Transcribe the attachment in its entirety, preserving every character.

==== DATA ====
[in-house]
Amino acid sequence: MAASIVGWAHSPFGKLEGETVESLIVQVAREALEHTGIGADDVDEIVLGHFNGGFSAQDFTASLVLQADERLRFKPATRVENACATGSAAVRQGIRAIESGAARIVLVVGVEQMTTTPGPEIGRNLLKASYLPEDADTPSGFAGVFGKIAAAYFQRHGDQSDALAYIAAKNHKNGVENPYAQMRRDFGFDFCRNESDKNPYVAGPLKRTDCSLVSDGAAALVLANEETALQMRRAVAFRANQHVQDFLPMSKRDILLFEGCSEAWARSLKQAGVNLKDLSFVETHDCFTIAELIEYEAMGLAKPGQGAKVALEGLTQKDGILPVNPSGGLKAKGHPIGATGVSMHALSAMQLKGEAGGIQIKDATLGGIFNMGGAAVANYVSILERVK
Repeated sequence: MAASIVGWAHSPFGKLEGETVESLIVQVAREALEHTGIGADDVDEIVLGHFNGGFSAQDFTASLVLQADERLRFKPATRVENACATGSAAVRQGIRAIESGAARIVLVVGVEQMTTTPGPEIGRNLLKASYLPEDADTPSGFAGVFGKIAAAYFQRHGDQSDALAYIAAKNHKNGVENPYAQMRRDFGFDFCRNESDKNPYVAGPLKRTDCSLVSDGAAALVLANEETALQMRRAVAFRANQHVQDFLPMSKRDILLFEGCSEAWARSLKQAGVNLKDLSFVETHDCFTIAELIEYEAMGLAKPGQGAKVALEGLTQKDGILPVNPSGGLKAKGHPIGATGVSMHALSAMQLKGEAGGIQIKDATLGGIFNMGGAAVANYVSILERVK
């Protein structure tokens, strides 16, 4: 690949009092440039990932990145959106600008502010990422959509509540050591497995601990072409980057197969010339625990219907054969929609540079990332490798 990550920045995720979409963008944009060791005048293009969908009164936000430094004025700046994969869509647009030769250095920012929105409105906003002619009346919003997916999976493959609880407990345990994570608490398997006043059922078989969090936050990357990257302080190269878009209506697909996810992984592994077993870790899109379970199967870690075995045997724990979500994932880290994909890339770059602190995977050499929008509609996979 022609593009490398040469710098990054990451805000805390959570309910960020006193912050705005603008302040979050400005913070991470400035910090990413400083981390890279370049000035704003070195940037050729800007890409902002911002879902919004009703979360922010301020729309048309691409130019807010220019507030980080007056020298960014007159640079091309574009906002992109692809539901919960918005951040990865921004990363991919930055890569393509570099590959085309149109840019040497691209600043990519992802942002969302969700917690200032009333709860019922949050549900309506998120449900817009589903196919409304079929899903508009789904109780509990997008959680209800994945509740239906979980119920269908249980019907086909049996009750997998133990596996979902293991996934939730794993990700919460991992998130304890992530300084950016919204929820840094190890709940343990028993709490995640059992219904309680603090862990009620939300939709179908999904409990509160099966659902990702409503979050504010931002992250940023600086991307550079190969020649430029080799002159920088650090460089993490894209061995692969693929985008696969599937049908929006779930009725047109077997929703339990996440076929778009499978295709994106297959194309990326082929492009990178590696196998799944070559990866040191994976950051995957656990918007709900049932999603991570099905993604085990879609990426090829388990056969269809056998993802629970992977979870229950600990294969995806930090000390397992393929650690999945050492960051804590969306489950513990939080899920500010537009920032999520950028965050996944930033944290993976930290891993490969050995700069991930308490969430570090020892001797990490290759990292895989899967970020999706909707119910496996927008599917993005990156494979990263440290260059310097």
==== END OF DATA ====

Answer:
[in-house]
Amino acid sequence: MAASIVGWAHSPFGKLEGETVESLIVQVAREALEHTGIGADDVDEIVLGHFNGGFSAQDFTASLVLQADERLRFKPATRVENACATGSAAVRQGIRAIESGAARIVLVVGVEQMTTTPGPEIGRNLLKASYLPEDADTPSGFAGVFGKIAAAYFQRHGDQSDALAYIAAKNHKNGVENPYAQMRRDFGFDFCRNESDKNPYVAGPLKRTDCSLVSDGAAALVLANEETALQMRRAVAFRANQHVQDFLPMSKRDILLFEGCSEAWARSLKQAGVNLKDLSFVETHDCFTIAELIEYEAMGLAKPGQGAKVALEGLTQKDGILPVNPSGGLKAKGHPIGATGVSMHALSAMQLKGEAGGIQIKDATLGGIFNMGGAAVANYVSILERVK
Repeated sequence: MAASIVGWAHSPFGKLEGETVESLIVQVAREALEHTGIGADDVDEIVLGHFNGGFSAQDFTASLVLQADERLRFKPATRVENACATGSAAVRQGIRAIESGAARIVLVVGVEQMTTTPGPEIGRNLLKASYLPEDADTPSGFAGVFGKIAAAYFQRHGDQSDALAYIAAKNHKNGVENPYAQMRRDFGFDFCRNESDKNPYVAGPLKRTDCSLVSDGAAALVLANEETALQMRRAVAFRANQHVQDFLPMSKRDILLFEGCSEAWARSLKQAGVNLKDLSFVETHDCFTIAELIEYEAMGLAKPGQGAKVALEGLTQKDGILPVNPSGGLKAKGHPIGATGVSMHALSAMQLKGEAGGIQIKDATLGGIFNMGGAAVANYVSILERVK
């Protein structure tokens, strides 16, 4: 690949009092440039990932990145959106600008502010990422959509509540050591497995601990072409980057197969010339625990219907054969929609540079990332490798 990550920045995720979409963008944009060791005048293009969908009164936000430094004025700046994969869509647009030769250095920012929105409105906003002619009346919003997916999976493959609880407990345990994570608490398997006043059922078989969090936050990357990257302080190269878009209506697909996810992984592994077993870790899109379970199967870690075995045997724990979500994932880290994909890339770059602190995977050499929008509609996979 022609593009490398040469710098990054990451805000805390959570309910960020006193912050705005603008302040979050400005913070991470400035910090990413400083981390890279370049000035704003070195940037050729800007890409902002911002879902919004009703979360922010301020729309048309691409130019807010220019507030980080007056020298960014007159640079091309574009906002992109692809539901919960918005951040990865921004990363991919930055890569393509570099590959085309149109840019040497691209600043990519992802942002969302969700917690200032009333709860019922949050549900309506998120449900817009589903196919409304079929899903508009789904109780509990997008959680209800994945509740239906979980119920269908249980019907086909049996009750997998133990596996979902293991996934939730794993990700919460991992998130304890992530300084950016919204929820840094190890709940343990028993709490995640059992219904309680603090862990009620939300939709179908999904409990509160099966659902990702409503979050504010931002992250940023600086991307550079190969020649430029080799002159920088650090460089993490894209061995692969693929985008696969599937049908929006779930009725047109077997929703339990996440076929778009499978295709994106297959194309990326082929492009990178590696196998799944070559990866040191994976950051995957656990918007709900049932999603991570099905993604085990879609990426090829388990056969269809056998993802629970992977979870229950600990294969995806930090000390397992393929650690999945050492960051804590969306489950513990939080899920500010537009920032999520950028965050996944930033944290993976930290891993490969050995700069991930308490969430570090020892001797990490290759990292895989899967970020999706909707119910496996927008599917993005990156494979990263440290260059310097």